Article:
Post-traumatic stress disorder (PTSD) causes a person to experience flashbacks, anxiety, frightening thoughts, and many more feelings of fear caused by a traumatic event. But a new study has found that meditation, stretching, and other forms of mind-body exercises can help normalize the stress hormone levels associated with the disorder.

Researchers from the University of New Mexico and the National Institutes of Health found that patients suffering from PTSD who participated in mind-body exercises were able to increase cortisol levels in their body — a hormone that regulates the body's response to stress. Although cortisol levels rise in response to pressure, increasing levels have also been found to benefit PTSD patients, according to a press release.

"Mind-body exercise offers a low-cost approach that could be used as a complement to traditional psychotherapy or drug treatments," Sang H. Kim of the National Institutes of Health, and lead author of the study, said in the release. "These self-directed practices give PTSD patients control over their own treatment and have few side effects."

To see the impact of mind-body exercises, the researchers examined 28 nurses from the University of New Mexico Hospital — 22 of them reported experiencing PTSD symptoms. The nurses were split into two groups. Twice a week for eight weeks, one group participated in 60-minute "mindfulness" sessions, which included stretching, balancing, and deep breathing, while focusing on awareness of their body's movements, sensations, and surroundings. The control group didn't participate in any meditation.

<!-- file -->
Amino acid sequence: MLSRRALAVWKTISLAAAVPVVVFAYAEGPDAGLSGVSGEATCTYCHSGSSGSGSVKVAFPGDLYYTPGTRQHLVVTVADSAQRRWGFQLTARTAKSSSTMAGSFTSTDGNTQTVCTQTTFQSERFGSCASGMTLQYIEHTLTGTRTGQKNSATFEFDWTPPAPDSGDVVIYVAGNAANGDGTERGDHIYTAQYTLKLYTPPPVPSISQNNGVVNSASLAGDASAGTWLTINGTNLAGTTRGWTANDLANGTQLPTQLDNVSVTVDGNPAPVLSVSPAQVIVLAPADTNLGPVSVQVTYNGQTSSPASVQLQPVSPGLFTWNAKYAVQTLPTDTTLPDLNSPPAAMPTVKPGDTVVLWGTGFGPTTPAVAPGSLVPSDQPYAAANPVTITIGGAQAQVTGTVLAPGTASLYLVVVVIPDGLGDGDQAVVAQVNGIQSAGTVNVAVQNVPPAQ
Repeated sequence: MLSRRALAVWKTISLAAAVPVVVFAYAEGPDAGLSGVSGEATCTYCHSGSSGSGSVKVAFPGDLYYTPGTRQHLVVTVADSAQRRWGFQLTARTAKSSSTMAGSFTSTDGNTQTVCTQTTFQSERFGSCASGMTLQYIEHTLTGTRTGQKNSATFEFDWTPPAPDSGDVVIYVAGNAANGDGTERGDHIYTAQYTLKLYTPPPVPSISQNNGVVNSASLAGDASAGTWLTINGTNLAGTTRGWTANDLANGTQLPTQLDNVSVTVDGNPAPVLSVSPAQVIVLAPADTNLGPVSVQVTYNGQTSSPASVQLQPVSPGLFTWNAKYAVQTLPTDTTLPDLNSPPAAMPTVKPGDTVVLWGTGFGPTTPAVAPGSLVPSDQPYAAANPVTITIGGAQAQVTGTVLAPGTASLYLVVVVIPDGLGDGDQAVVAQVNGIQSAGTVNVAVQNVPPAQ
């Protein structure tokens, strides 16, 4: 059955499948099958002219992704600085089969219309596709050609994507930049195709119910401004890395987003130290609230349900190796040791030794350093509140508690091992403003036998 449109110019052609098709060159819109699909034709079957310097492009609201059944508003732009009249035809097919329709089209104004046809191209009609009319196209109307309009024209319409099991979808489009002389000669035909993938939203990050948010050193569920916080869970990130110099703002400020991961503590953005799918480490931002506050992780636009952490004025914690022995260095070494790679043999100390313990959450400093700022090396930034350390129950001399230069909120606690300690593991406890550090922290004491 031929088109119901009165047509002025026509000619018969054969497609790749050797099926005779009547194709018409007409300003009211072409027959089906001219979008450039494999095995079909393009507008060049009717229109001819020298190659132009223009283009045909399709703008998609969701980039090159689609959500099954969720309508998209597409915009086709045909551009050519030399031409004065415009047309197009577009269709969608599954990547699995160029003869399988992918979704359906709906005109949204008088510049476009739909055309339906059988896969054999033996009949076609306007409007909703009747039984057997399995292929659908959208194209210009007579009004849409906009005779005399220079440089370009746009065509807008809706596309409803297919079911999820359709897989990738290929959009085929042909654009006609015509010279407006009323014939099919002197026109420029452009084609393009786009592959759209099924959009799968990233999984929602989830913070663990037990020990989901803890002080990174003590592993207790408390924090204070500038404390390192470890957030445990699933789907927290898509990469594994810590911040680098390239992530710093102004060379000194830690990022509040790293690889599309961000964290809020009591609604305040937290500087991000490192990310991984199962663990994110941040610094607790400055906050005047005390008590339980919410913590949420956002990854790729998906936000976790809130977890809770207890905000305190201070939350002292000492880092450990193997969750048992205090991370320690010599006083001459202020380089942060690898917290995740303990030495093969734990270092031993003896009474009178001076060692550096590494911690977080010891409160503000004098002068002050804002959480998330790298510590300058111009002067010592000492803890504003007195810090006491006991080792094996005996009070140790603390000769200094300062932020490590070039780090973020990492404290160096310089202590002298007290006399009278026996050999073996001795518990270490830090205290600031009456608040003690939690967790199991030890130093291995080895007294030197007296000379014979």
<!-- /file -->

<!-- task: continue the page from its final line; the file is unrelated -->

The participants, who were mostly female, underwent blood tests to measure stress hormone levels and completed checklists that tested for PTSD symptoms. The mindfulness group had a 67 percent increase of cortisol levels in the blood and their PTSD checklist scores decreased by 41 percent, signifying that their PTSD symptoms were diminishing. The numbers were much lower than those who were in the control group — their cortisol levels only increased by 17 percent while their checklist scores decreased by 4 percent.

"Participants in the mind-body intervention reported that not only did the mind-body exercises reduce the impact on their daily lives, but they also slept better, felt calmer, and were motivated to resume hobbies and other enjoyable activities they had dropped," Kim said.

PTSD affects 3.5 percent of the US population each year. Of these cases, 36.6 percent are classified as severe, according to the National Institutes of Health.

Although PTSD is most commonly associated with veterans of war, nurses are frequently exposed to stressors, such as mortality and morbidity. They are commonly exposed to victims of traumatic events and deaths, according to Advance for Nursing, which reported that up to 14 percent of the overall nursing population experiences symptoms for PTSD — four times higher than the general adult population.

Mind-Body Exercises are already being practiced in the military. The Pentagon holds at least seven yoga classes a week for military personnel, according to CBS News.

Twenty percent of the 1.7 million soldiers who served in Afghanistan or Iraq are diagnosed with PTSD, and a previous report found that the "fear circuitry" in their brains is always on high alert, even when their brains are resting.

"In 2009 and 10, I was deployed to Afghanistan for 13 months and the yoga mat was really the only thing that kind of kept me together through some very stressful times," Lieutenant Colonel Melinda Morgan told CBS News.

The findings of this study will appear in the July issue of The Endocrine Society's Journal of Clinical Endocrinology & Metabolism.


Kim S, Schneider, Kravitz L, et al. PTSD Symptom Reduction with Mindfulness-Based Stretching and Deep Breathing Exercise: Randomized Controlled Clinical Trial and Efficacy. The Journal of Clinical Endocrinology & Metabolism. July 2013.

Yan X, Brown A, Marmar C, et al. Spontaneous brain activity in combat related PTSD. Neuroscience Letters. May 2013.